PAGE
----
I need to preface what I'm about to write by noting that I am a minister in a faith tradition that practices believer baptism.  My own theology of baptism reflects this tradition.  I have my reasons for believing this way, but this is not the time to share it.

I was born and raised in the Episcopal Church, a faith tradition that practices infant baptism.  I was later the recipient of confirmation by the bishop of Eastern Oregon.  Still later I was immersed while at a high school camp (I was at that time part of a Foursquare Church).  But back to my baptism in the Episcopal Church.

I was baptized sometime after my birth at St. Luke's of the Mountains Episcopal Church of La Crescenta, California.  The priest was Father Sadler.  I don't have the exact date, but it was prior to our move to San Francisco nine months after my birth at Queen of Angels Hospital in Los Angeles (now the Dream Center, a ministry of Angelus Temple, the mother church of the International Church of the Foursquare Gospel).  Yesterday I paid a visit to St. Luke's.  It was my first visit since our move north at age nine months (and I don't remember the church back then -- obviously).  I made this visit as part of my own spiritual pilgrimage.  This church is one of the few existing symbols of my earliest days (the house of my earliest days was removed to make way for the Foothill Freeway).  So I made my visit.

I've added a few photographs to this post, including a picture of a font.  It's not the font used at my baptism.  This font is a more recent addition, but it will have to suffice.  As you can see this is a rather simple structure -- but also a very beautiful one.  The outside walls are made of stone.  Inside there are exposed beams and off white walls.  It is simple and yet it speaks of the presence of the Spirit.  It is a sacred space that nourishes relationships with God and inspires love of neighbor.  St. Luke's is a congregation that you might say experienced death and resurrection.  The congregation left the Episcopal Church for an Anglican off shoot, but the diocese managed to get the property back and plant a new congregation.  I am fortunate that this congregation's ministry continues on so that I could make my pilgrimage.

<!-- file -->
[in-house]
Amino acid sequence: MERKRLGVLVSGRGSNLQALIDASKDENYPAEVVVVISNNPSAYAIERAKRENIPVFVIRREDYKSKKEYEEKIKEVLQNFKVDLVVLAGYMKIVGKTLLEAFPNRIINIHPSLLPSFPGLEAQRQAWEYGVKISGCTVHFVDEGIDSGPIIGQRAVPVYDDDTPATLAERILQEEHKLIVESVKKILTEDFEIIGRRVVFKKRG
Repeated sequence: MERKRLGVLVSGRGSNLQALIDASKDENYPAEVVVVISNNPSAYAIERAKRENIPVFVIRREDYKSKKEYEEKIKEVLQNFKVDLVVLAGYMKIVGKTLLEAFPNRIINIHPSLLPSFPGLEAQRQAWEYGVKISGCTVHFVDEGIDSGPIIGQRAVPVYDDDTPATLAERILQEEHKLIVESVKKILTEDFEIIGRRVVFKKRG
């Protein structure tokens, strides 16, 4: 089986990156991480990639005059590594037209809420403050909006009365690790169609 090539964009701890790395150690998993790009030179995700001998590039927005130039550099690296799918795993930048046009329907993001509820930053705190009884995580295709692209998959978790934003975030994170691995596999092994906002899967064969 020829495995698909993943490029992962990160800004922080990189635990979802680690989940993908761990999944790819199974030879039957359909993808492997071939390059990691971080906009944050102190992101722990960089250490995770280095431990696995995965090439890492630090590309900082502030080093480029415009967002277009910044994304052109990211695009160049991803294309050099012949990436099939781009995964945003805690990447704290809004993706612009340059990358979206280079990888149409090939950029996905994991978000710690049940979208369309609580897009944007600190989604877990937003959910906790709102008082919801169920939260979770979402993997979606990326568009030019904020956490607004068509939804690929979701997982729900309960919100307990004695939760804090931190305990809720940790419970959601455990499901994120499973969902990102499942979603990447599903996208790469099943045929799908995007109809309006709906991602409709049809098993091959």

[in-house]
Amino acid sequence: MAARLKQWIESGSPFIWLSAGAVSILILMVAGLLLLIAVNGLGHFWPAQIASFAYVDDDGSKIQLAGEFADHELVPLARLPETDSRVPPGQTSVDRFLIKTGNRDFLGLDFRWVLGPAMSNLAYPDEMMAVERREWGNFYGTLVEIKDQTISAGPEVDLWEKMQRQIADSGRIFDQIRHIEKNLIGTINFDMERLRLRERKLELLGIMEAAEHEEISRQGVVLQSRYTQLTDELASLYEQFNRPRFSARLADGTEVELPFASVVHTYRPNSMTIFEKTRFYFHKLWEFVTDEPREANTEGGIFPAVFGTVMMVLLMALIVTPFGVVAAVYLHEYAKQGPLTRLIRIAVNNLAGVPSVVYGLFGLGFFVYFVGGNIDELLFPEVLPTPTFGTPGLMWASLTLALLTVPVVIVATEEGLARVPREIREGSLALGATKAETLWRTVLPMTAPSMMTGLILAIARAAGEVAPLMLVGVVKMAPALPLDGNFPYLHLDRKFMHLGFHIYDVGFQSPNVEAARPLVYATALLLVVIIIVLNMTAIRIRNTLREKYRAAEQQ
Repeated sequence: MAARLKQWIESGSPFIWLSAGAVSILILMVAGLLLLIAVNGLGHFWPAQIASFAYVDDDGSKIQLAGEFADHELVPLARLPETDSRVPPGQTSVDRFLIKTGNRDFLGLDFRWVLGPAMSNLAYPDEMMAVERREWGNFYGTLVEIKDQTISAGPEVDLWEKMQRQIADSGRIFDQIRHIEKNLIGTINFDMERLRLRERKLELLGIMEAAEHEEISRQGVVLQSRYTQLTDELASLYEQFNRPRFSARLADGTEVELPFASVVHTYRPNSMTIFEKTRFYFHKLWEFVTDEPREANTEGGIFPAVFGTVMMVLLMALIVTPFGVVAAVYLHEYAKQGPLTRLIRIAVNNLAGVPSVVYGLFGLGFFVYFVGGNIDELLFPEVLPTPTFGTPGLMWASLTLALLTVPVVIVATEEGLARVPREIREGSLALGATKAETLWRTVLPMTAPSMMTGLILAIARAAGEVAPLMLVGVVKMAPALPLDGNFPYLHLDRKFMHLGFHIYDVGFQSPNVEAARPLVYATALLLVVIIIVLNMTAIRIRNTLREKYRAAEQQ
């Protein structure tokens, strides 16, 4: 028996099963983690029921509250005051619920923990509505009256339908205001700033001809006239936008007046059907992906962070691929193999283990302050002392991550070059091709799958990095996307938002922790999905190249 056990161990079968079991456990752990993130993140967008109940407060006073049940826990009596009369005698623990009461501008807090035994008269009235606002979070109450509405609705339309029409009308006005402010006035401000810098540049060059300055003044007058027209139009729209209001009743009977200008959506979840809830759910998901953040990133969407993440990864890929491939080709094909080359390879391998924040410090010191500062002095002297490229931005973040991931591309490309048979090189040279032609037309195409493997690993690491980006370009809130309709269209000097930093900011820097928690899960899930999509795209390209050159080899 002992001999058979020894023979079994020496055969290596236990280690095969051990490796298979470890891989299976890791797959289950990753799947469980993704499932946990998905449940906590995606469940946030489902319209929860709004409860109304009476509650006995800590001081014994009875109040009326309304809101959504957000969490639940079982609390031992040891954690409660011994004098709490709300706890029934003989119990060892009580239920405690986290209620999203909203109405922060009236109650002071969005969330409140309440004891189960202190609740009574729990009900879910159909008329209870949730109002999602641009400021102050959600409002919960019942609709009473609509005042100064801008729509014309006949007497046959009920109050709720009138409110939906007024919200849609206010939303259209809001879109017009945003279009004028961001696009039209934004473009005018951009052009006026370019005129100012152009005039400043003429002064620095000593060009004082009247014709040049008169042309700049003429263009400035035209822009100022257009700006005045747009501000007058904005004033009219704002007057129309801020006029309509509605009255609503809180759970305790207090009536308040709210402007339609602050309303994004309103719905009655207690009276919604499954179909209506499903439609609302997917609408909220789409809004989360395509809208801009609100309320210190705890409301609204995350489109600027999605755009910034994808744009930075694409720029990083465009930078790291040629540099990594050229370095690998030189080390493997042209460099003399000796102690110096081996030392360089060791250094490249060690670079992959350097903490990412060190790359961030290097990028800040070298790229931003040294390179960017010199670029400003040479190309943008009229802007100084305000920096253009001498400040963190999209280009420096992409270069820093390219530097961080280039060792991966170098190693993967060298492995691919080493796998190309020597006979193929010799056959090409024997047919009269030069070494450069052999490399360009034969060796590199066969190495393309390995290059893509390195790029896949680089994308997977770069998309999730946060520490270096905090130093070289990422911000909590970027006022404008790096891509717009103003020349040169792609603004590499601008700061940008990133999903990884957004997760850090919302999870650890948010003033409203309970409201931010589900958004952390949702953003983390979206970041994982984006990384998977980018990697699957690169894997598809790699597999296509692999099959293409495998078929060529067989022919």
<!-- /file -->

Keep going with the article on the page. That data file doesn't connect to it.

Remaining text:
I entitled this post "beginnings."  I did so because this little church is symbolic of my own
beginnings.  By making this trek I have been able to touch base with a moment in my life that I was too young to comprehend.  But as I took in this place of gathering for God's people, I found myself reconnected to the starting place of my journey.  Although I don't practice infant baptism in my own ministry, I sensed that something important occurred in that moment in time that has sustained my journey.

Perhaps you have a point of beginnings like this one.  As you contemplate the words and the pictures, perhaps they will stir a sense of your own starting place.  We can't live in the past, but our present and future is linked to these founding moments.  May God bless our moments of reflection.


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